Being positive, words with politicians and prepping for CNY: What politicians are talking about

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Petir v PSP

The governing People’s Action Party has been upping its social media game since it officially launched its sociopolitical website Petir.sg last November.

It fired a salvo on Jan 13 against Progress Singapore Party Non-Constituency MP Leong Mun Wai with a warning that those who cannot remember the past are condemned to repeat it.

Not content with just marshalling Spanish philosopher George Santayana’s famous axiom against Mr Leong’s latest statements in Parliament, the article also drew parallels with the deja vu that movie hero Neo experienced in sci-fi classic The Matrix right before all hell broke loose.

The article came two days after Mr Leong was given the opportunity to clarify claims that he made in the House, but instead used it to restate his allegations.

Mr Leong said a day earlier that he had received feedback from residents that some teachers have applied vaccination-differentiated measures in schools.

He subsequently said his claim was based on a screenshot from a Telegram chat group sent to him by a Facebook friend.

The Petir article asked readers if they were experiencing a “curious case of deja vu”, given that the Raeesah Khan affair had taken place just two months ago.

The former Sengkang GRC MP resigned from the Workers’ Party and vacated her seat on Nov 30, weeks after she admitted in the House to having lied in Parliament.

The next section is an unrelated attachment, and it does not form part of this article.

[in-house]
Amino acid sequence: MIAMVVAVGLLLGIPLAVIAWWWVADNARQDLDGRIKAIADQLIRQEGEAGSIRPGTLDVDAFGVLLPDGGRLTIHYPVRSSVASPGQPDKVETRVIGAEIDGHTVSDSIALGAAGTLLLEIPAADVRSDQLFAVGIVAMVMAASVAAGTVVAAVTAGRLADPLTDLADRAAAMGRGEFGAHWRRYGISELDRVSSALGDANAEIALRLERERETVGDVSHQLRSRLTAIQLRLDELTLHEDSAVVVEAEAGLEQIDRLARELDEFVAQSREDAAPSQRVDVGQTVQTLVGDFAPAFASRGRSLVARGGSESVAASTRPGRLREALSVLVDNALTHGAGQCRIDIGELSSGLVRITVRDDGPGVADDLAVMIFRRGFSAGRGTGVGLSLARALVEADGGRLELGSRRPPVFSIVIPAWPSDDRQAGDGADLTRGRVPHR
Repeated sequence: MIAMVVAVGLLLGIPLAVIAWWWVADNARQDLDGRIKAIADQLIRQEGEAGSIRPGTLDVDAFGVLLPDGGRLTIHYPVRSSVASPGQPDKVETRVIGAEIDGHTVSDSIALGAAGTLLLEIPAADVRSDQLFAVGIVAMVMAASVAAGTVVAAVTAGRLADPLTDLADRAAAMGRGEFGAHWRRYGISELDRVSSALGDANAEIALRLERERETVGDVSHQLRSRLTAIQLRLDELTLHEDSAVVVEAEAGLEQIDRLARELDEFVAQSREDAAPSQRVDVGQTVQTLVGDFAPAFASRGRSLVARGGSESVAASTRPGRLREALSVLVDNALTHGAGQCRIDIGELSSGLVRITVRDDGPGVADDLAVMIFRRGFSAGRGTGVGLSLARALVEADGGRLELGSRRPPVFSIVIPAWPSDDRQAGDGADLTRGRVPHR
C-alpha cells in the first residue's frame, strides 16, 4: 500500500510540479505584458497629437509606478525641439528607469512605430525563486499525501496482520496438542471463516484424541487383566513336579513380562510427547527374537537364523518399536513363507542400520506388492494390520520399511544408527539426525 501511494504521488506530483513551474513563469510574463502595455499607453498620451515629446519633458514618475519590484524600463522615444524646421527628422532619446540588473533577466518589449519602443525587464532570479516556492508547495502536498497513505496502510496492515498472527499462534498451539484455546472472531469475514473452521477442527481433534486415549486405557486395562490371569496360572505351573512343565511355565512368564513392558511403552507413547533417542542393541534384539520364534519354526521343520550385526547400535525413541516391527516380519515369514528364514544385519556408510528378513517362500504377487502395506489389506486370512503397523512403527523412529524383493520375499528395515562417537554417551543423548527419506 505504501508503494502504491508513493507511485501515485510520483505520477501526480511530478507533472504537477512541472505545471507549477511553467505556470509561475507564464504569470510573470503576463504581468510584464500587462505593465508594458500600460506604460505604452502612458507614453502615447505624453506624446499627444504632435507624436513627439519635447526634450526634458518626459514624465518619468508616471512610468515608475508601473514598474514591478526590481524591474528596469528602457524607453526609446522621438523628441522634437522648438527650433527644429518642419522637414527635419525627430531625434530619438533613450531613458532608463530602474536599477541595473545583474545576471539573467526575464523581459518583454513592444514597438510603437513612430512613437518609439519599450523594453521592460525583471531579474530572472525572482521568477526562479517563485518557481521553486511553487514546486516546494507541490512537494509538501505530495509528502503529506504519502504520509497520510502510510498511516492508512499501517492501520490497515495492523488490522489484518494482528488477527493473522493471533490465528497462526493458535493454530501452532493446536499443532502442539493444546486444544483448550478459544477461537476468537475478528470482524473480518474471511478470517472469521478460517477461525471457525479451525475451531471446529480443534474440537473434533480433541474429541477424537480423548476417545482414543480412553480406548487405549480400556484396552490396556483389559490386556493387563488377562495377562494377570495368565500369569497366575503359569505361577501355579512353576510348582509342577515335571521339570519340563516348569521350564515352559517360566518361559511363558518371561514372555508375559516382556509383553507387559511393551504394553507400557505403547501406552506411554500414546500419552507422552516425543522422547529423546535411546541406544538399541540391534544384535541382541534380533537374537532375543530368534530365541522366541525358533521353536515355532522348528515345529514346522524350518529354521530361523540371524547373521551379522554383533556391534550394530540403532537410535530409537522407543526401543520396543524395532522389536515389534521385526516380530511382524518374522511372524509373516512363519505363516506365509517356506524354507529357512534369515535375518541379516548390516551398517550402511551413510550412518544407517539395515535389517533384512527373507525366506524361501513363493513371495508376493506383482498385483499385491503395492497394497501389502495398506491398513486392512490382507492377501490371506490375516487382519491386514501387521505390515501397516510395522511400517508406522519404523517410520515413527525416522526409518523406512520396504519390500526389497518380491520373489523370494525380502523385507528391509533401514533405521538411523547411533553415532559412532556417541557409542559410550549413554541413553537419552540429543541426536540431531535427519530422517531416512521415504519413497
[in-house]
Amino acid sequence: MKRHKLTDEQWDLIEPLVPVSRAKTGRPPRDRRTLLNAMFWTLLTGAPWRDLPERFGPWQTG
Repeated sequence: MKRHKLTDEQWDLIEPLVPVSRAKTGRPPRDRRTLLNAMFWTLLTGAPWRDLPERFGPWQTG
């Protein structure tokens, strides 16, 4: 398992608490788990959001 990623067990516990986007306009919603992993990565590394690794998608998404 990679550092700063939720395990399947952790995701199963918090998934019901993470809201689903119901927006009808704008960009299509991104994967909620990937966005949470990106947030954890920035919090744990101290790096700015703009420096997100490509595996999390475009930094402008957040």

“Although not a literal life and death matter, it remains no joking matter for not being able to substantiate claims in the highest office in the land,” said the Petir article, which is unsigned.

“Mr Leong could surely learn from what happened to Ms Khan.”

In a Facebook post on Tuesday, Speaker of Parliament Tan Chuan-Jin said that while he would take “a more expansive approach” to allow for freer debates in Parliament, it does not mean that MPs can take liberties and do whatever they wished.

MPs are expected to be able to substantiate what they say in Parliament, he said.

“There has been little need for me to crack the proverbial whip or I guess to wield the mace!” he said, referencing two symbols of Parliament.

“But if I need to be firm, I will not hesitate to do so.”

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